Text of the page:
Poll: On eve of credit card reform, few understand what new law holds
2 in 3 don't know law's protections phase in this month
By Martin Merzer
Less than two weeks before sweeping new protections for
credit cardholders take effect, vast numbers of American consumers do not have
a clear understanding of what the new rules will or will not address, according
to survey results released Tuesday.
At the same time, however, most consumers do have a
general awareness that changes are coming to the terms of their credit cards,
and they are taking steps to protect themselves against any negative
Fuzzy awareness of new card law
The survey, conducted for the Consumer Federation of
America and the Credit Union National Association, found that 61 percent of
those surveyed know that new protections are on the horizon -- but 65 percent don't
know that they take effect this month.
In addition, significant numbers of consumers are not
aware of some of the most important elements of the new package of rules.
Worse, many people are making erroneous assumptions about what the new rules do
For instance, 42 percent of the survey respondents wrongly
believe that the law flatly and completely prohibits interest rate hikes on one card because of the
customer's payment history on another card, 36 percent wrongly believe that
late fees will be limited to $35, and 31 percent wrongly believe that interest
rates are capped at 20 percent.
"This lack of awareness can
be costly, for example, for a cardholder carrying a balance that contains a 30
percent penalty interest rate, thinking that rate is capped at 20
percent," said Stephen Brobeck, executive director of the Consumer
Federation of America.
To be sure, many consumers will be well served by most of
the protections -- mandated by last year's Credit Card Accountability,
Responsibility and Disclosure Act (the Credit CARD Act) -- that go into effect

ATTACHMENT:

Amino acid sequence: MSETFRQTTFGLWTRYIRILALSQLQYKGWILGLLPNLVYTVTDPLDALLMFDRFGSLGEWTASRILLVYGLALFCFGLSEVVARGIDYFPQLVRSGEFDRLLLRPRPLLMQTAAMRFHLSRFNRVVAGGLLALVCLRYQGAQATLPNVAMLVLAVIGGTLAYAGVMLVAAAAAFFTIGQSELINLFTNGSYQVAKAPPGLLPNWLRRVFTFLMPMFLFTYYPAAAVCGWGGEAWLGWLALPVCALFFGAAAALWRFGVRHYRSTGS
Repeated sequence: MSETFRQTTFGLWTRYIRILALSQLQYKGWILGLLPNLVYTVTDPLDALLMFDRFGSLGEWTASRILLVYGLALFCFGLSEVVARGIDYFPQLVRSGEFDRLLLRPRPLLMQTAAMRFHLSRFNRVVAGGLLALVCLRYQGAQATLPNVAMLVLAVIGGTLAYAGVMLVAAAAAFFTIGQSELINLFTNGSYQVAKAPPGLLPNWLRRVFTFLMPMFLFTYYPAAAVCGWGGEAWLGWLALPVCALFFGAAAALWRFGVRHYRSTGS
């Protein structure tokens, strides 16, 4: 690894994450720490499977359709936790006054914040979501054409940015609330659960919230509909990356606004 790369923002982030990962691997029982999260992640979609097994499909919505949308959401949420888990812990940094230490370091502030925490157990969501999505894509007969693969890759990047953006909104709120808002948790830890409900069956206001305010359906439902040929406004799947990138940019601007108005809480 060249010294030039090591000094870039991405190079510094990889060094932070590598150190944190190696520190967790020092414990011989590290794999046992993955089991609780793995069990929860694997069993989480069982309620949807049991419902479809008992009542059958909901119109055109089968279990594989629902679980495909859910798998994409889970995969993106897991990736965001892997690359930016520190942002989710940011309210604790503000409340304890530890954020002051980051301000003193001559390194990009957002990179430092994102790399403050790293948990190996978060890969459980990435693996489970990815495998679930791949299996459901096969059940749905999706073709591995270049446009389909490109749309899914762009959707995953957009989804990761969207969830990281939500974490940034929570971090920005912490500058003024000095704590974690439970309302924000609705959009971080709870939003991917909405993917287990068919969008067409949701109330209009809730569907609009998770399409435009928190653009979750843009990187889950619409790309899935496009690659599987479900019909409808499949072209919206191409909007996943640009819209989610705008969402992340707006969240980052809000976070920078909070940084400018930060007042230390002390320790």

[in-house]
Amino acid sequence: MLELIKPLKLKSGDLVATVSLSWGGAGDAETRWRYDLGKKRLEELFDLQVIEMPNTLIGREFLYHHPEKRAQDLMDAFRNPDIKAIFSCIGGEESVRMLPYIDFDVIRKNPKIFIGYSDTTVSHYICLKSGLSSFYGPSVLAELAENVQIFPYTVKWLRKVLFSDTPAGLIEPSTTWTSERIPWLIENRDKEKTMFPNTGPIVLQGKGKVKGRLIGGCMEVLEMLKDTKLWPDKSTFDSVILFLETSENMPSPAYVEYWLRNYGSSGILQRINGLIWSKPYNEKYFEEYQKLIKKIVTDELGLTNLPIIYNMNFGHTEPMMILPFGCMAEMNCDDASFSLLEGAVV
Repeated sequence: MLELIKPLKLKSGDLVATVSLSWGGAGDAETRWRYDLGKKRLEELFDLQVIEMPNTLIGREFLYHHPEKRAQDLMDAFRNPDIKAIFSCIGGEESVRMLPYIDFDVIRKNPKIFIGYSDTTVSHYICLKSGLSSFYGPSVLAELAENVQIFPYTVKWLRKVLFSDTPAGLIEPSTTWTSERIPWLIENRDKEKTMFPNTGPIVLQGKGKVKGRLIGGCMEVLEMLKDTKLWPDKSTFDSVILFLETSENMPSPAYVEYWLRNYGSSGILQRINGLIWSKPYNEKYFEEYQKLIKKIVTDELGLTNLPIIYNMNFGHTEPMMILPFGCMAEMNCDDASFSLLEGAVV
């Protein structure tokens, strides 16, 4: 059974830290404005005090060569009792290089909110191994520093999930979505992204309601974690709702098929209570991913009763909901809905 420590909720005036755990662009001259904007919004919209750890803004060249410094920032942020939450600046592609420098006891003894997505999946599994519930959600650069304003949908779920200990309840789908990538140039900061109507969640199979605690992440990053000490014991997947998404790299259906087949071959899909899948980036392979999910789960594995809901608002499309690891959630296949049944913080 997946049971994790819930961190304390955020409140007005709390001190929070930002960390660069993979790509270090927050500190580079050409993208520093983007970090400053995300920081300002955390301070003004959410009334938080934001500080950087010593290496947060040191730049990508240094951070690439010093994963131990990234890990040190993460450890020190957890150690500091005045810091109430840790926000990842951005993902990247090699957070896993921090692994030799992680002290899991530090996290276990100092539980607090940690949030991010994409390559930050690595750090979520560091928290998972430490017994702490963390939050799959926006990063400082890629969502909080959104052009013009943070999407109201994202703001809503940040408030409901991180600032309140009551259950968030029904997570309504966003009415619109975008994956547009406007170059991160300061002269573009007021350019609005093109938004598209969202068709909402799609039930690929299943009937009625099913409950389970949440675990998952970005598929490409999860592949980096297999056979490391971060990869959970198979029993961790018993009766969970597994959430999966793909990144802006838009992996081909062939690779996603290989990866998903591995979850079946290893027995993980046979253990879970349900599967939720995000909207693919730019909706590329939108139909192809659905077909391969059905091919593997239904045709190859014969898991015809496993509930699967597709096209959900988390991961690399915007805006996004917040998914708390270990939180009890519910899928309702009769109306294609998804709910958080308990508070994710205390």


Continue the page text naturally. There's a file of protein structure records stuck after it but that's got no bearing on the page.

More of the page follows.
on Monday, Feb. 22.
biggest winners are those consumers who carry balances from month to month, and
they tend to be people from households with moderate incomes and insecure
employment," Brobeck said. "So this is very, very helpful to the
people in that category.
everyone benefits from this," he said.
Credit CARD act provisions
Among those new rules:
Consumers must be given 45 days' notice of any changes in the interest
rates of future balances or in other key terms of a credit card account.
Hikes in the interest rates of existing balances are
generally prohibited. Exceptions: If a promotional rate expires, if the
cardholder makes a late payment, or if the contracted rate was variable. That
last one -- a variable interest rate -- is a key loophole that many credit card
issuers have been exploiting by changing consumers to variable rate cards prior to
Consumers have the right to "opt out" of
significant changes that might be imposed on their accounts. To do so, they
merely have to close their accounts and pay off the existing balances within
Limitations are imposed on the issuance of credit cards to anyone under the age of 21.
Customers who maintain monthly balances must be told how long
it will take to pay off that balance if they make only the minimum monthly
Bills must be mailed at least 21 days before payment is due.
According to the survey, though six in 10 consumers
knew that some package of protections was coming, fewer than half were aware of
two other important components of the CARD act:
issuers must apply any payments to balances carrying the highest interest
rates first, and issuers cannot impose over-the-limit fees unless customers
specifically authorize such transactions.
is significant awareness by consumers that changes are afoot. They
may be spotty on the details, but their antennas certainly are up.
Credit Union National Association
is significant awareness by consumers that changes are afoot," said Bill
Hampel, chief economist for the credit union group. "They
may be spotty on the details, but their antennas certainly are up."
So much so
that 85 percent of the credit card users who reported noticing a recent change
in the terms of their card are taking or planning action based on that
notification. Nearly 70 percent of those customers say they will use the card
less frequently. Sixty-two percent said they would try to pay off the balance
sense to experts such as Hampel.
hands on deck," he said. "Get your credit card debt as low as
possible. That's always the best defense."
The CFA/CUNA survey of 1,103 American adults was
conducted between Jan. 29 and Jan. 31 by Opinion Research Corp. The margin of
error is plus or minus 3 percentage points.
See related: Credit card reform arrives in form of new law, Interactive guide to the Credit CARD Act
Published: February 9, 2010
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